Jay Ruderman: Anastasia, it is a pleasure to meet you and have you on all about change. 

Anastasia Vlasova: Thank you for having me. 

Jay Ruderman: You immigrated to the United States from Russia at the age of five, you were intensely involved in competitive tennis and used social media to show your success in tennis, but then, you know, it, it evolved into having serious implications on your life. So maybe you can talk a little bit about your personal story and, and how you became aware of your own mental health issues.

Anastasia Vlasova: I grew up in a household where the mindset was, “Oh, get over it. It’s all in your head. You’re making it up. Just persevere through.” And I think that all got to me in middle school because one, you know, your body’s changing physically, emotionally. On top of that, I had that Instagram account where I was starting to get super obsessed with the numbers and the likes and the followers. And also I was exposed to the highly unregulated, like side of Instagram, where there were fitness influencers and nutritionists who weren’t necessarily qualified to be giving advice, especially to like a 13, 14 year old who’s on Instagram and their body is changing and they don’t know anything about food or fitness really. And they were just like taking the advice to these people who decide to publicly share that information. And so the culmination of all of these things and also like family issues were happening where my sister was going off to college, so I was kind of the only one in a household that could be toxic at times and caused me a lot of mental distress and just the culmination of all of that resulted in severe anxiety, um, generalized anxiety and also social anxiety, just because I was so scared of what people thought of me. And I always wanted to be perceived as, um, like perfect basically, and someone who had it all together, hence my interest in Instagram and the fact that you can like really curate your life on there and be in total control of how people see you. I also developed an eating disorder because of my time on Instagram and just how deeply influenced I was by all of the, the health misinformation, and just like contradicting information that was out there. 

Jay Ruderman: What do you think now? Social media: good thing or a bad thing for young people?

Anastasia Vlasova: I just think it’s really dangerous to have access to something on a daily, if not hourly basis, which is like what social media is. The average teenager, American teenager spends I think around seven hours and like 44 minutes a day, like strictly on social media or some craziest statistic like that.

And it blows my mind because these are some of the most critical years of our lives and they can really be pivotal in terms of either helping you go in a positive or negative trajectory. And it affects our motivation when it comes to academics and to sports and to relationships. And I just think that we’re missing out on so much learning and life and love and laughter and all of the stuff that makes real life so exciting and rewarding by spending. Excessive time on screens. And I personally just think it’s, it’s not so great. So I’m gonna go with, I think social media’s bad and you shouldn’t have it. And so you’re much older and you kind of have that self-control and you have a really strong foundation developed for your life so that you know what your values are.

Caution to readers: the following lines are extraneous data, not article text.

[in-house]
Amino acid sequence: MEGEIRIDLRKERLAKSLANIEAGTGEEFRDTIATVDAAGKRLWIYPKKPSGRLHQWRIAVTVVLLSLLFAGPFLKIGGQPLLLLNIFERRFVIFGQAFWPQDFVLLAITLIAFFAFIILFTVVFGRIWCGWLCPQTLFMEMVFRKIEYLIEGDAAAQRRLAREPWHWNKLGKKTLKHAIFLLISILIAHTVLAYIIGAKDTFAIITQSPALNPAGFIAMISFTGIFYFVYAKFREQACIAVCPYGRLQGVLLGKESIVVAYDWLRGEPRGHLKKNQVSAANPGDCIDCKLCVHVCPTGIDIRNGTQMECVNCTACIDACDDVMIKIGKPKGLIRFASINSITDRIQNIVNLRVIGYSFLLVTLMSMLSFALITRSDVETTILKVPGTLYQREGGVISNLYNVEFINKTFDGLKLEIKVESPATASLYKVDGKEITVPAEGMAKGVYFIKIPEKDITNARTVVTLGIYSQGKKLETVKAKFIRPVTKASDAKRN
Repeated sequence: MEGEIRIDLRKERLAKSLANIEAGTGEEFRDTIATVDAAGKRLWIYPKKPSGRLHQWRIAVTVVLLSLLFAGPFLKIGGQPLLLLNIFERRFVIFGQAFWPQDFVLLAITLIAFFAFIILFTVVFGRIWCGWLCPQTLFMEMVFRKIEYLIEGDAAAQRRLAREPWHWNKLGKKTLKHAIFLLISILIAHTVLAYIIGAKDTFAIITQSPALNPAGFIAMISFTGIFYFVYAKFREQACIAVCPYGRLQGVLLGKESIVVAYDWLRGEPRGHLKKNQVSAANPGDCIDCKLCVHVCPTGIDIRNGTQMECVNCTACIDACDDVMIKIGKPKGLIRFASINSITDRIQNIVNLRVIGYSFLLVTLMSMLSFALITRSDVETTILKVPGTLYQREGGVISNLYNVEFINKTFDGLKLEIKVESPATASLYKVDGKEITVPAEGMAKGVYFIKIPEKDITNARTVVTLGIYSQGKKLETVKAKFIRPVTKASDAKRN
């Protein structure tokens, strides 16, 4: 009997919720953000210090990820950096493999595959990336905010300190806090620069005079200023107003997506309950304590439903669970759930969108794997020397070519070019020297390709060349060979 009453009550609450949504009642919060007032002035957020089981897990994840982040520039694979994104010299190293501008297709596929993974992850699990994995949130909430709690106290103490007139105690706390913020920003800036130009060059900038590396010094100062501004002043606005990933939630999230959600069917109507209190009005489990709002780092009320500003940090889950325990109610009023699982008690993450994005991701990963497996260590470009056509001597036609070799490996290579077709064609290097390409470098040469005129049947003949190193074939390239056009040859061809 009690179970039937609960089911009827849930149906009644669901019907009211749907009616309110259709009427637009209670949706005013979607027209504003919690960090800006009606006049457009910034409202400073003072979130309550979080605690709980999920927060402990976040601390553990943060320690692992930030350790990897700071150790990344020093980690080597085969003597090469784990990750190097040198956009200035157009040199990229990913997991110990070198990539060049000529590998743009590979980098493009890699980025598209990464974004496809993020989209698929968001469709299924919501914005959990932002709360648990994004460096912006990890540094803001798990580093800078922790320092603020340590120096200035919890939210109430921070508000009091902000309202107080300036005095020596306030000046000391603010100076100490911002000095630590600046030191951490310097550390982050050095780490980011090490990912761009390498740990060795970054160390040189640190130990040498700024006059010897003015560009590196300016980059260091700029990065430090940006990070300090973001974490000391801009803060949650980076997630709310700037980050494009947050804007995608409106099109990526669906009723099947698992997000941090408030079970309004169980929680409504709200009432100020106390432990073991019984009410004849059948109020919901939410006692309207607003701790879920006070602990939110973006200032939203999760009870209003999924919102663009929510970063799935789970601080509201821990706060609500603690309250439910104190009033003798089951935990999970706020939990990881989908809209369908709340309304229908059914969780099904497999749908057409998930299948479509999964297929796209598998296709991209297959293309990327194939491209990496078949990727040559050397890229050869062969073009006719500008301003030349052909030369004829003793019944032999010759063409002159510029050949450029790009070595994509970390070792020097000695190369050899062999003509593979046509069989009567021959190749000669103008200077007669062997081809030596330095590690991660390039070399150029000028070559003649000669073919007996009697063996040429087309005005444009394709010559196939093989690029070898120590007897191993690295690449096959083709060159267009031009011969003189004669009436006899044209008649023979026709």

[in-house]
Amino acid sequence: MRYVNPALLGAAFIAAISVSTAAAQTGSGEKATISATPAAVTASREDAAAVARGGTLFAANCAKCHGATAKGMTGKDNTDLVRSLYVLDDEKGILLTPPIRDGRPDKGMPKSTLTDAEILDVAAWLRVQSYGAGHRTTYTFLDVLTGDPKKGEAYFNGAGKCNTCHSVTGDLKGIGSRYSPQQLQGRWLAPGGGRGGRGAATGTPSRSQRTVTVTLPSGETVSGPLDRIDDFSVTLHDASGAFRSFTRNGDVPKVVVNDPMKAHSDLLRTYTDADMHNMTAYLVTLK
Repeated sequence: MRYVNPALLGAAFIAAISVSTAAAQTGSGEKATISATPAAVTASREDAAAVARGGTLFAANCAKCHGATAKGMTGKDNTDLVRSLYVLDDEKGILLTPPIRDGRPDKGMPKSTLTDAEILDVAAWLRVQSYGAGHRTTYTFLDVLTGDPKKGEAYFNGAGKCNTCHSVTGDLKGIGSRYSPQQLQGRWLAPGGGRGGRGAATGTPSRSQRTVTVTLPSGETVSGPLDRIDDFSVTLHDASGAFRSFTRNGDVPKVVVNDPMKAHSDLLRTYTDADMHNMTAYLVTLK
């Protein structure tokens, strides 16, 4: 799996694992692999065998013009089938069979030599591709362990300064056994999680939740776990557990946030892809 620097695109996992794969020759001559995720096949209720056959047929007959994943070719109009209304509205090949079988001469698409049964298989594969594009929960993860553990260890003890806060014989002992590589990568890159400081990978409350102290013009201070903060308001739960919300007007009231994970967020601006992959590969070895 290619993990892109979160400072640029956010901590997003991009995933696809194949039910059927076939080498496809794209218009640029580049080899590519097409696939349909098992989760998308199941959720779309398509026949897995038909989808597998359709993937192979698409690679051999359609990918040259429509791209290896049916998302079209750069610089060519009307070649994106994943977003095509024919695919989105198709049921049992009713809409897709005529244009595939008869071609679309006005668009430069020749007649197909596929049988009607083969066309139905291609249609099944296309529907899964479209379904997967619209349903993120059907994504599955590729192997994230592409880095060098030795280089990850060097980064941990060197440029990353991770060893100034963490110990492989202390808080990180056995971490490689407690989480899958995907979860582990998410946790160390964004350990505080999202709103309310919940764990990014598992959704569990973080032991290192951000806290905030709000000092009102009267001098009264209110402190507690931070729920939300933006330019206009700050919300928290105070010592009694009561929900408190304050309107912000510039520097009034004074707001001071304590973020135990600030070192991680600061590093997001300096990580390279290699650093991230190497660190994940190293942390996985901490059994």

You have real friends and real life. You have the social skills to connect with people in real life. You’ve, you’ve gotten to a point in life where social media can’t have a strong of a hold on you as it would, if you join it at the time, you’re 13, you know, because we’re so vulnerable and changing. And our self-confidence is like wavering and social media companies capitalize on the fact that our self-worth is quite low and we kind of don’t know our place in the world yet.

And that’s what they use to keep reeling us in, you know, social media knows how to kick us when we’re down. And I experienced that first hand when I was going through my eating disorder. And it’s almost as though the algorithm recognized the days or moments in which maybe I binged or restricted and knew which content to feed me to keep me in, you know, and it was…it’s just like scary how much, how much they know and how much control they have over us.

Jay Ruderman: Yeah. I mean, I think you bring up a really, you know, some really good points, you know, as a parent, we’re not really aware of the impact that it’s having on our children. And, and I agree with you. I think they are spending many, many hours on it, checking people out and seeing people as they want to be portrayed, but not necessarily as they are normally. 

Based on your experience of talking to so many families, what’s the best way that they can respond to a child who’s going through mental health issues and what shouldn’t they be doing?